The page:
previous next

[186] What was the meaning of these presents made to these three Roman citizens? Besides that, you gave presents also to some of the most powerful and noble of the Sicilians, who have not, as you hoped, been the more slow to come forward, but have only come with more dignity to give their evidence in this trial of yours. Where did all these presents come from? from the spoils of what enemy? gained in what victory? Of what booty or trophies do they make a part? Is it because while you were praetor, a most beautiful fleet, the bulwark of Sicily, the defence of the province, was burnt 1 by the hands of pirates arriving in a few light galleys? or because the territory of Syracuse was laid waste by the conflagrations of the banditti while you were praetor? or because the forum of the Syracuse overflowed with the blood of the captains? or because a piratical galley sailed about in the harbour of Syracuse? I can find no reason which I can imagine for your having fallen into such madness, unless indeed your object was to prevent men from ever forgetting the disasters of your administration.


1 This has been mentioned before, owing to the way in which Verres had disabled the fleet for his private gain, excusing towns from providing ships who were inclined to pay for the relaxation, and discharging too all the sailors who chose to buy their discharges, it was so powerless that a small squadron of pirates sailed into the harbour of Syracuse and burnt it. Afterwards, a single pirate ship was taken, the officers of which purchased their pardon of Verres, who, not daring to avow it, as the people clamoured for their execution, brought on the scaffold the captains of those Roman ships which had been burnt, and officers who he feared might hereafter bear witness against him, with their heads muffled up so that they could not be recognised, and had them executed as the pirates.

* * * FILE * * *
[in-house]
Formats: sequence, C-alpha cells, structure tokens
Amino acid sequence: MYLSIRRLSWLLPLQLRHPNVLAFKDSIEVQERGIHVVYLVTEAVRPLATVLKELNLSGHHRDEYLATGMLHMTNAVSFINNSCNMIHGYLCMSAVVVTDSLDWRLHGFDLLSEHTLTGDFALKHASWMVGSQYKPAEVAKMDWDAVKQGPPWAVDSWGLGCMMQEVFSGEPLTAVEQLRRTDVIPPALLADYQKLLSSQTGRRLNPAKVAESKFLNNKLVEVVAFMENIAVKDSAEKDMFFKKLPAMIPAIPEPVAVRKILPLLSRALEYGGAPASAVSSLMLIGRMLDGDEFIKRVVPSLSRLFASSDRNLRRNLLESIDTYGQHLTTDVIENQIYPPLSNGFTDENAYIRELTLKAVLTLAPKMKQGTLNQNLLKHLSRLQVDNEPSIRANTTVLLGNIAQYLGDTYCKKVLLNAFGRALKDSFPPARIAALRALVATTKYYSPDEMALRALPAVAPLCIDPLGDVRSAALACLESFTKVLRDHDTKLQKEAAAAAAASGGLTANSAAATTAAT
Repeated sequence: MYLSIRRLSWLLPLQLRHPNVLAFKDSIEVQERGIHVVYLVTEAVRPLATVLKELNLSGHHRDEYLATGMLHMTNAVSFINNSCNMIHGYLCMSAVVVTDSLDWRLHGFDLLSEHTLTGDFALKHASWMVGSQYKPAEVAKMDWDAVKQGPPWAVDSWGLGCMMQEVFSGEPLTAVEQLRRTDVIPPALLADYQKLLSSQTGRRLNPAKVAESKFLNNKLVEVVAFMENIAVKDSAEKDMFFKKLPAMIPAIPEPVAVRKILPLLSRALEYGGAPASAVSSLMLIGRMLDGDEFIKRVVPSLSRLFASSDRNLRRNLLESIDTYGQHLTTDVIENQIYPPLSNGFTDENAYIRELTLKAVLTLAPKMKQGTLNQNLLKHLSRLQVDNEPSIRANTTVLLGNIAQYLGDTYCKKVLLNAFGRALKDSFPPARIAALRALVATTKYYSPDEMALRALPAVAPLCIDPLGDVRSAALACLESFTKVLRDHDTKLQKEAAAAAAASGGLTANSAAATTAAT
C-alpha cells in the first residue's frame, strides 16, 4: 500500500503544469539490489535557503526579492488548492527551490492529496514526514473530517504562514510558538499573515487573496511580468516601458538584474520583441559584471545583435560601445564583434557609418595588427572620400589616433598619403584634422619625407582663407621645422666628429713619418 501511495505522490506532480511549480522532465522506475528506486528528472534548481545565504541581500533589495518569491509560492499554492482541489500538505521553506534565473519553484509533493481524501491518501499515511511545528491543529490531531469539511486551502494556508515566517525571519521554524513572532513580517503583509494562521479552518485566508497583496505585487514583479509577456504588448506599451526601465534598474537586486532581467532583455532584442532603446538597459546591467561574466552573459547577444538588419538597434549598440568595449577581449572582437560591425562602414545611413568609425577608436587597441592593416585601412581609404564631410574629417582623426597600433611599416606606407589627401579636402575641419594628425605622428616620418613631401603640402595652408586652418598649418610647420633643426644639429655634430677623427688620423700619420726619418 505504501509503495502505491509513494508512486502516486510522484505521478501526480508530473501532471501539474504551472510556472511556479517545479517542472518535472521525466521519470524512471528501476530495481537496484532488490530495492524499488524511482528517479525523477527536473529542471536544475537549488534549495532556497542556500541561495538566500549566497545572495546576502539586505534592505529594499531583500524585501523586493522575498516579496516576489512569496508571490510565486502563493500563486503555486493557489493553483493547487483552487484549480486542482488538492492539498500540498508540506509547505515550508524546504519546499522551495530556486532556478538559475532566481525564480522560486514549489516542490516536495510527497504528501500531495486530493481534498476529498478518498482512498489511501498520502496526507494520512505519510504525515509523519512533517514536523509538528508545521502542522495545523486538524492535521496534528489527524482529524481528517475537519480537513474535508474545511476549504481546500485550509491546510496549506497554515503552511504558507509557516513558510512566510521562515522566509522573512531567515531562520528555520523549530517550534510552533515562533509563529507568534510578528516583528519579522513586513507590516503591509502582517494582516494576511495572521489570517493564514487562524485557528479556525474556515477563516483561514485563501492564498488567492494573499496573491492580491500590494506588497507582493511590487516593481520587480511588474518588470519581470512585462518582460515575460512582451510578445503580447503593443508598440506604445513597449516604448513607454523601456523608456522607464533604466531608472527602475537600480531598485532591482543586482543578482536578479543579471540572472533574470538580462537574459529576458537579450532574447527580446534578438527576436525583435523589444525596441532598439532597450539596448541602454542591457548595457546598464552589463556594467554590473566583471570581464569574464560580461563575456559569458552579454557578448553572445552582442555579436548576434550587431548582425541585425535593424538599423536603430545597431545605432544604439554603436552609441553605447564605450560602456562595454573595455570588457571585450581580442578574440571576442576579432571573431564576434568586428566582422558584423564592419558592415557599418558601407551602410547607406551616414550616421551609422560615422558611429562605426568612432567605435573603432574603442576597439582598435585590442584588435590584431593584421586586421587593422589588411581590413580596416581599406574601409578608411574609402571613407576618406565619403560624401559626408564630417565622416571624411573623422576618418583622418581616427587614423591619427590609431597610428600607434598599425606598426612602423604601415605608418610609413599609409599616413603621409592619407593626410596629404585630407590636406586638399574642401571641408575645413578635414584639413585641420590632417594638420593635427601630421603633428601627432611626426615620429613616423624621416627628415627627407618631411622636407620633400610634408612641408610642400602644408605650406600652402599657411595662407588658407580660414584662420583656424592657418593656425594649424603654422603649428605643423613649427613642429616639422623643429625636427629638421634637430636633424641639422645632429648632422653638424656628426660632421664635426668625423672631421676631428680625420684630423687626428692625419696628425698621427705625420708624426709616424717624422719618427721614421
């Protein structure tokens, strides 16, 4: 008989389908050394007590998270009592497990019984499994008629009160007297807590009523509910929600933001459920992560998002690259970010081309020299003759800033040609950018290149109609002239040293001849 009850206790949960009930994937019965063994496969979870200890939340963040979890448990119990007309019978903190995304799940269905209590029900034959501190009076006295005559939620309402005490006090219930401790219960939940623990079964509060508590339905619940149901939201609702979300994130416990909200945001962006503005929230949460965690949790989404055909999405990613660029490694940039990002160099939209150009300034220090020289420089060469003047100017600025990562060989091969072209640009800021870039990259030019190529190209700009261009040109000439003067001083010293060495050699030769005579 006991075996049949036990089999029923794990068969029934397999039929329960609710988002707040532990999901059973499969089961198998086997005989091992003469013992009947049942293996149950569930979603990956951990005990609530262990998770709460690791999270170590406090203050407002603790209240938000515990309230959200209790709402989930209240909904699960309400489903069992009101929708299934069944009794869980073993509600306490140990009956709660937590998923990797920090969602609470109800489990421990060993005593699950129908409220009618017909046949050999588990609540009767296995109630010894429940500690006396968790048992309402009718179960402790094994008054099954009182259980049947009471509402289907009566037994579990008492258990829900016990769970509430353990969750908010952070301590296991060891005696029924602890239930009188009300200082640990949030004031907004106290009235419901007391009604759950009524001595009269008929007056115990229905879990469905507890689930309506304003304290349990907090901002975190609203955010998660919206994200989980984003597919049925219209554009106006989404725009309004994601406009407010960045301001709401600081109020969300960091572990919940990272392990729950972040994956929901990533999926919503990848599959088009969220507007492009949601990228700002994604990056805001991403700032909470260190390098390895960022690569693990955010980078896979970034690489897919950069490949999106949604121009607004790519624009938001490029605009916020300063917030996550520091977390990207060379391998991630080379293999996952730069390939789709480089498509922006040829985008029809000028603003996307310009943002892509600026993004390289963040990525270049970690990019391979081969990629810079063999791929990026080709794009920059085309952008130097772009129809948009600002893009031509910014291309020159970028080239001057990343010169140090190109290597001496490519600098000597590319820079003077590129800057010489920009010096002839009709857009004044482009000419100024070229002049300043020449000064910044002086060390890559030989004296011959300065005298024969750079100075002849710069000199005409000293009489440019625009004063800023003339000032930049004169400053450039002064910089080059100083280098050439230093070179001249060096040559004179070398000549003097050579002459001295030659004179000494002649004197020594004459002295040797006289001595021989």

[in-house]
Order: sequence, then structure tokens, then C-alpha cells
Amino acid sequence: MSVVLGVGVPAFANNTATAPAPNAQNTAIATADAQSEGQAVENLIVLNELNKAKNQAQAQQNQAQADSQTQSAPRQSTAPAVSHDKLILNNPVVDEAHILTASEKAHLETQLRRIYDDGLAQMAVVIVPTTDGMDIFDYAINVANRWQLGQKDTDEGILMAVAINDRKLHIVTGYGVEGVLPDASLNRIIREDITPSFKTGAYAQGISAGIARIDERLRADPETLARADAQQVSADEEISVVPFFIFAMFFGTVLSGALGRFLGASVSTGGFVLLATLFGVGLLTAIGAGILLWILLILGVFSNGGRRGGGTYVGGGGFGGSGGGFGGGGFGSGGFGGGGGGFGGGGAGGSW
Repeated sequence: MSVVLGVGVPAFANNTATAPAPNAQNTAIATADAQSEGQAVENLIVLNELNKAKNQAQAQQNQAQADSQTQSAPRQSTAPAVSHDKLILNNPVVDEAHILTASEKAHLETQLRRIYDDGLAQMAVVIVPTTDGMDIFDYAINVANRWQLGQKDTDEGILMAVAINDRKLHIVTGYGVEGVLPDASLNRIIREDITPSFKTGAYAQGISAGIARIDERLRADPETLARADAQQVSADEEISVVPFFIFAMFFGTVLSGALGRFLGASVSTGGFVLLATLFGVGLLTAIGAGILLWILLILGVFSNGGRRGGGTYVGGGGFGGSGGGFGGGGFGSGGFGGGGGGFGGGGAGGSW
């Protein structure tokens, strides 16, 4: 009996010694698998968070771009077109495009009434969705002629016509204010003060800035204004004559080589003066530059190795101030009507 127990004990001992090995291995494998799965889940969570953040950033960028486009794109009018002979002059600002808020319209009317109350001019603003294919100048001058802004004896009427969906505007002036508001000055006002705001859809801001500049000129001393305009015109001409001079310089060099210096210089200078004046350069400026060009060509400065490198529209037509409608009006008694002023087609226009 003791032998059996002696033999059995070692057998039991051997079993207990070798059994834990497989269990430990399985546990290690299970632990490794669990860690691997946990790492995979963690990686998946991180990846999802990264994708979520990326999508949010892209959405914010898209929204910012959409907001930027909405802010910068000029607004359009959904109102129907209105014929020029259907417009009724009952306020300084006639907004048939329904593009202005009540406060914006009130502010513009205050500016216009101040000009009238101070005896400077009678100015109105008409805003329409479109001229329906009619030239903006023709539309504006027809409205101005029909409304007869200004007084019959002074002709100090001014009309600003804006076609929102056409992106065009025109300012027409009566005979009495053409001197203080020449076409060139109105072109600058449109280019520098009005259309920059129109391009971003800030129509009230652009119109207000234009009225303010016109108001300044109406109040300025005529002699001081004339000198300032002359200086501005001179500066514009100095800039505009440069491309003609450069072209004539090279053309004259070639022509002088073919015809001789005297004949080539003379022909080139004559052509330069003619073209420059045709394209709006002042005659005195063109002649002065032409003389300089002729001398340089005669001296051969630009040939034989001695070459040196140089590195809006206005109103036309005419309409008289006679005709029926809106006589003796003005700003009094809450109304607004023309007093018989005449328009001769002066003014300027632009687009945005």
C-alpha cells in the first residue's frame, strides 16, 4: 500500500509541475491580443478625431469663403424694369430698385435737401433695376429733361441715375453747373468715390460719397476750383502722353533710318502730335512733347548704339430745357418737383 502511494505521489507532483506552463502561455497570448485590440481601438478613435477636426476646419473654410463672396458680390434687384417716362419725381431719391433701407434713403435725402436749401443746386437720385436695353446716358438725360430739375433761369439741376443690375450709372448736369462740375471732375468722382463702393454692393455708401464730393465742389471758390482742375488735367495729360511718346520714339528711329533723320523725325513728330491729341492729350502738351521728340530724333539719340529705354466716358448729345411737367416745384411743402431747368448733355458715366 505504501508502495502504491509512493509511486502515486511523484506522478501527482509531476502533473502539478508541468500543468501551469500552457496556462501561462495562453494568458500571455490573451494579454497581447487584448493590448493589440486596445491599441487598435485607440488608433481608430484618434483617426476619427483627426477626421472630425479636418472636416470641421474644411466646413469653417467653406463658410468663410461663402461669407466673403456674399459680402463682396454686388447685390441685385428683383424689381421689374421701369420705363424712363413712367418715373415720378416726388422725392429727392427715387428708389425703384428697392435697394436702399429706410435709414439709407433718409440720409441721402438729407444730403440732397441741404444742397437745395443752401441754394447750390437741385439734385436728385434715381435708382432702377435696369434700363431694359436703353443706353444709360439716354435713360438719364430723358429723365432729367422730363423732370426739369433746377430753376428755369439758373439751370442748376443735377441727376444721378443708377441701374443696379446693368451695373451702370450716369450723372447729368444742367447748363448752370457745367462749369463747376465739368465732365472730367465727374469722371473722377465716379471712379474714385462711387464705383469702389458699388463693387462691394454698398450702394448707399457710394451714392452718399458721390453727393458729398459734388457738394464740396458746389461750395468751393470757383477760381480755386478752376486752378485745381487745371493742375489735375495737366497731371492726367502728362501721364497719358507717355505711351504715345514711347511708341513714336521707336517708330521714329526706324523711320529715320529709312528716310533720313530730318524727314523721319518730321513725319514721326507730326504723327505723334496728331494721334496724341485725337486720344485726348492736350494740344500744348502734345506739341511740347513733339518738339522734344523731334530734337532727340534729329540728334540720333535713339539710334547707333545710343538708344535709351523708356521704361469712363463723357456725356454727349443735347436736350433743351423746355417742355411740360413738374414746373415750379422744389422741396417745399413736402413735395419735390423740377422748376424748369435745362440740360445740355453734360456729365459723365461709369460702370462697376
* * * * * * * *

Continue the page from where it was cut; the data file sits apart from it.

Creative Commons License
This work is licensed under a Creative Commons Attribution-ShareAlike 3.0 United States License.

An XML version of this text is available for download, with the additional restriction that you offer Perseus any modifications you make. Perseus provides credit for all accepted changes, storing new additions in a versioning system.

load focus Notes (J. B. Greenough, G. L. Kittredge)
load focus Latin (Albert Clark, William Peterson, 1917)
hide Places (automatically extracted)

View a map of the most frequently mentioned places in this document.

Sort places alphabetically, as they appear on the page, by frequency
Click on a place to search for it in this document.
Syracuse (Italy) (4)
Sicily (Italy) (1)

Visualize the most frequently mentioned Pleiades ancient places in this text.

Download Pleiades ancient places geospacial dataset for this text.

hide References (3 total)
hide Display Preferences
Greek Display:
Arabic Display:
View by Default:
Browse Bar: